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Students prep for 14th annual Baraka Bouts

| Tuesday, November 1, 2016

Every time she puts on her boxing gloves and steps into the pit, senior Rachel Francis said she gets butterflies in her stomach.

A referee raises class of 2016 alumna Maggie Adams’ arm in victory after her bout with senior Isabella Bianco at the 2015 Baraka Bouts.Caroline Genco | The Observer
A referee raises class of 2016 alumna Maggie Adams’ arm in victory after her bout with senior Isabella Bianco at the 2015 Baraka Bouts.

“I don’t know if I’ve ever been as nervous as before getting into the ring on fight night,” she said.

Francis is a captain for Notre Dame’s Women’s Boxing Club, which hosts Baraka Bouts — a charity boxing tournament — each fall. Proceeds from the tournament, through the congregation of the Holy Cross, go to support two secondary schools in Uganda.

This year, Francis said the club has more than 300 girls registered.

“A typical day at practice consists of working your tail off next to at least 100 other driven girls in a high intensity workout, and then moving onto technique drills or sparring, which help develop boxing skills,” she said. “While all of this training inevitably leads to personal improvement and — hopefully — a love for boxing, the most beautiful part of Baraka Bouts is that it is fueled by a mission.”

Freshman Katie O’Sullivan said she decided to attend her first boxing practice after hearing about the club from a couple of veterans. And she decided to keep coming back after experiencing the team’s “energy, dedication and enthusiasm” that very first day.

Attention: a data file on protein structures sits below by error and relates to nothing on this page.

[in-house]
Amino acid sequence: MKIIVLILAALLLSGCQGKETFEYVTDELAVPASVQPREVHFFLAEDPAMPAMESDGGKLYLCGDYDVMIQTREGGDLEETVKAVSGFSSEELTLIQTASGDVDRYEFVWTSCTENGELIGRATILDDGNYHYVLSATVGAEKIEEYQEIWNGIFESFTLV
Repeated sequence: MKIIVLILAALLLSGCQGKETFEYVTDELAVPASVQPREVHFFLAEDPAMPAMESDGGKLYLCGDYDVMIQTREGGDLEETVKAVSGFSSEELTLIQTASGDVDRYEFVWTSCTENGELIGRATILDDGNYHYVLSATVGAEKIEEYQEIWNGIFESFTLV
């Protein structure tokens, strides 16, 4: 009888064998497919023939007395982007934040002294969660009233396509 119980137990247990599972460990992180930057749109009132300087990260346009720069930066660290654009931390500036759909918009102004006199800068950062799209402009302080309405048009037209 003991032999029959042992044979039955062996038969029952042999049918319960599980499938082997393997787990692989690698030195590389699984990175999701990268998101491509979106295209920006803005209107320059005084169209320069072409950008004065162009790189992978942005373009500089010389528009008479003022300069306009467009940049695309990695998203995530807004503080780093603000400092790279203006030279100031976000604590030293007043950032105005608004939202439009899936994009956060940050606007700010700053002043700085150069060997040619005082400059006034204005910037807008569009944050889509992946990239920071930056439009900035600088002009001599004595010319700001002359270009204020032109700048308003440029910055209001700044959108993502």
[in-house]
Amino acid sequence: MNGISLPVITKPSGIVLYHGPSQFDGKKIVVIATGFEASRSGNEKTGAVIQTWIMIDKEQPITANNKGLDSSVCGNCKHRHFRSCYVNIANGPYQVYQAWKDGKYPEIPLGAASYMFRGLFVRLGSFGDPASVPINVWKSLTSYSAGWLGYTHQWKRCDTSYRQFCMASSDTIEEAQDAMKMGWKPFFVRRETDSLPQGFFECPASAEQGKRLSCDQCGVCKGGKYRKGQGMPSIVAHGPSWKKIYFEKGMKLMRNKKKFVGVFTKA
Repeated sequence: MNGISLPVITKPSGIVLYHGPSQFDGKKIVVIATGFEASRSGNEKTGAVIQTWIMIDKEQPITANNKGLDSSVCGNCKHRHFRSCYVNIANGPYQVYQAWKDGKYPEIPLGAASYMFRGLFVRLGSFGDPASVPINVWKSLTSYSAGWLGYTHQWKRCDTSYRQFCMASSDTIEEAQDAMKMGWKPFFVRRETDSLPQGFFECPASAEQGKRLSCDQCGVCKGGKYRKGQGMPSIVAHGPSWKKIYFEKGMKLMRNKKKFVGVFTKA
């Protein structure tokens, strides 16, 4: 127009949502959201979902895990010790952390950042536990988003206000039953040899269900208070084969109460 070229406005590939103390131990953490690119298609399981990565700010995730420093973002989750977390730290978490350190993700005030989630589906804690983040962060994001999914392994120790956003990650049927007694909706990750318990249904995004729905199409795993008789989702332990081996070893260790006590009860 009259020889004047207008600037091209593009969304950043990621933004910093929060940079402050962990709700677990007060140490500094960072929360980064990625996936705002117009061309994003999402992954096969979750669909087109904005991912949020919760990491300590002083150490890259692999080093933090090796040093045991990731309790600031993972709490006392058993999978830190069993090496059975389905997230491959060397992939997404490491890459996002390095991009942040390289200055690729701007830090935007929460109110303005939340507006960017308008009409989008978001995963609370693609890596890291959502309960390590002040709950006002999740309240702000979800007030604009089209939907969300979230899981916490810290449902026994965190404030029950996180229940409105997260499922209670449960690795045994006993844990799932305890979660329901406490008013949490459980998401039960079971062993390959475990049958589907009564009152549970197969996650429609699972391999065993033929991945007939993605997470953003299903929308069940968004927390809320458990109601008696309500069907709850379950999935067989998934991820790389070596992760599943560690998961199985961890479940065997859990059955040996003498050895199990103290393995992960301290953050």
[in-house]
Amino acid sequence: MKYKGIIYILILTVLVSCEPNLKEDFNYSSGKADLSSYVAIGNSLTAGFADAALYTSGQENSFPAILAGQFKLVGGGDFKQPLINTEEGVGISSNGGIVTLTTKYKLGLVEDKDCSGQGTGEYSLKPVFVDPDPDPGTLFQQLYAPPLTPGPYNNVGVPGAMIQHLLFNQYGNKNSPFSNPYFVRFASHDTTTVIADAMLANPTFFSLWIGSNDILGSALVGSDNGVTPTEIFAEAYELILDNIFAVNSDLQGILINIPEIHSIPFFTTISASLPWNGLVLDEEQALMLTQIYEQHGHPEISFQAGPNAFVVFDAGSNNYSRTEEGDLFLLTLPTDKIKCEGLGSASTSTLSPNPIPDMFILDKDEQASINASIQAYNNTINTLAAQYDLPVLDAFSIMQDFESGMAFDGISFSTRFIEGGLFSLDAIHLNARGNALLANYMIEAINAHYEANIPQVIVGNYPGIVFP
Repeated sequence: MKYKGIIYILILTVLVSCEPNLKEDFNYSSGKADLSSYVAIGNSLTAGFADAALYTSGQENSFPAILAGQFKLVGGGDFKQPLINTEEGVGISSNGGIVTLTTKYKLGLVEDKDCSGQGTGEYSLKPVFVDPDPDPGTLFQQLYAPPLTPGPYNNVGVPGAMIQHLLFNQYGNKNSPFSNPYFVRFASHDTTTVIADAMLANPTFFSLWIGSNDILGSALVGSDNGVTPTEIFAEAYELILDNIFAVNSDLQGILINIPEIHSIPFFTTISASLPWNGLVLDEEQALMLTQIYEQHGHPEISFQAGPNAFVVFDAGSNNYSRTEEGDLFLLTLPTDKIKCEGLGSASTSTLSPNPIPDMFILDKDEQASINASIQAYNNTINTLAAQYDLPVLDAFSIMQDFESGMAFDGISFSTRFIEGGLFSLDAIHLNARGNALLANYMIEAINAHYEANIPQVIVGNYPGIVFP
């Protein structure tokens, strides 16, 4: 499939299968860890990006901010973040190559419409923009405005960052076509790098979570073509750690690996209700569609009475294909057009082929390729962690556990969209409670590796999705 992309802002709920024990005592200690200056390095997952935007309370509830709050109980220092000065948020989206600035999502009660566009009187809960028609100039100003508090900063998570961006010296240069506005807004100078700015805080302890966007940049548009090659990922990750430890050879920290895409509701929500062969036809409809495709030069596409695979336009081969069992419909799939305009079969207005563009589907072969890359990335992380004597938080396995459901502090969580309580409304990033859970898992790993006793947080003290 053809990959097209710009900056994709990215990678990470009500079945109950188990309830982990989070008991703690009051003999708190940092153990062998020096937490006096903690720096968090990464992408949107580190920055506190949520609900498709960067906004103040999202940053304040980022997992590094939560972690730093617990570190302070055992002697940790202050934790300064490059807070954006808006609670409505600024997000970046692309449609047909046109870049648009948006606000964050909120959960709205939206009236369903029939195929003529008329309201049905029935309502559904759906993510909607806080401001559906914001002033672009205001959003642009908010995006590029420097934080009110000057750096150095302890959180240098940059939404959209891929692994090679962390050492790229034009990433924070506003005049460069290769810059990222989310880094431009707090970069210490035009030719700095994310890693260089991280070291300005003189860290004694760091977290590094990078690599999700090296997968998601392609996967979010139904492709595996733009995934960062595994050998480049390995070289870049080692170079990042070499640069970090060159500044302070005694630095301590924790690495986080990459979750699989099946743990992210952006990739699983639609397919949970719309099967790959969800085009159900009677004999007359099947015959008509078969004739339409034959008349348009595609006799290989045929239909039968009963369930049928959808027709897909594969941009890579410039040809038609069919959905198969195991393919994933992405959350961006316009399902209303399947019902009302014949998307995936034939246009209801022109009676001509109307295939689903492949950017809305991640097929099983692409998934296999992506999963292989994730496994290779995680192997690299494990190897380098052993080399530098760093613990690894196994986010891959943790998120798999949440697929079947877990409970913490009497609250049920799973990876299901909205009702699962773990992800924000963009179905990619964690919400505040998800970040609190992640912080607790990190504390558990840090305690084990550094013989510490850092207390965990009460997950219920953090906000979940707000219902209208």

“I think for a lot of people who haven’t actually tried Baraka Bouts, they assume it’s just female boxing. But it’s so much more than that,” she said. “It’s about learning how to push your limits, defend yourself and be a teammate — even when you’re in a literal fight.”

Training consists of hour-long intense boot-camp workouts, O’Sullivan said, often consisting of “prolific amounts of burpees,” technique training and, sometimes, spars in the ring.

Francis recruited her friend, senior MK Andersen, to join the club this year — and Andersen said she’s loved every minute.

“I know it’s hard to get on board with women hitting women, but there’s something to be said about empowering women to be the strongest version of themselves,” Andersen said.

Participating in the club has taught her how to focus and overcome both physical and mental obstacles, Francis said.

“The actual bouts — that is the most intense adrenaline rush I think I’ve ever experienced,” she said. “ … Letting those nerves and adrenaline fuel you in the ring brings out skills and endurance that you would never imagine you had.”

The first round of this year’s tournament is Nov. 10. Tickets can be purchased from boxers or on site.

“Most importantly, it’s about working as hard as you can — not just for yourself, but for a really great cause that benefits for every ounce of effort you put in,” O’Sullivan said.

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About Katie Galioto

Katie, The Observer's former Managing Editor, is a senior majoring in political science, with minors in Business Economics and Journalism, Ethics and Democracy. She's an ex-Walsh Hall resident who now lives off campus and hails from Chanhassen, Minnesota. Follow her on Twitter @katiegalioto.

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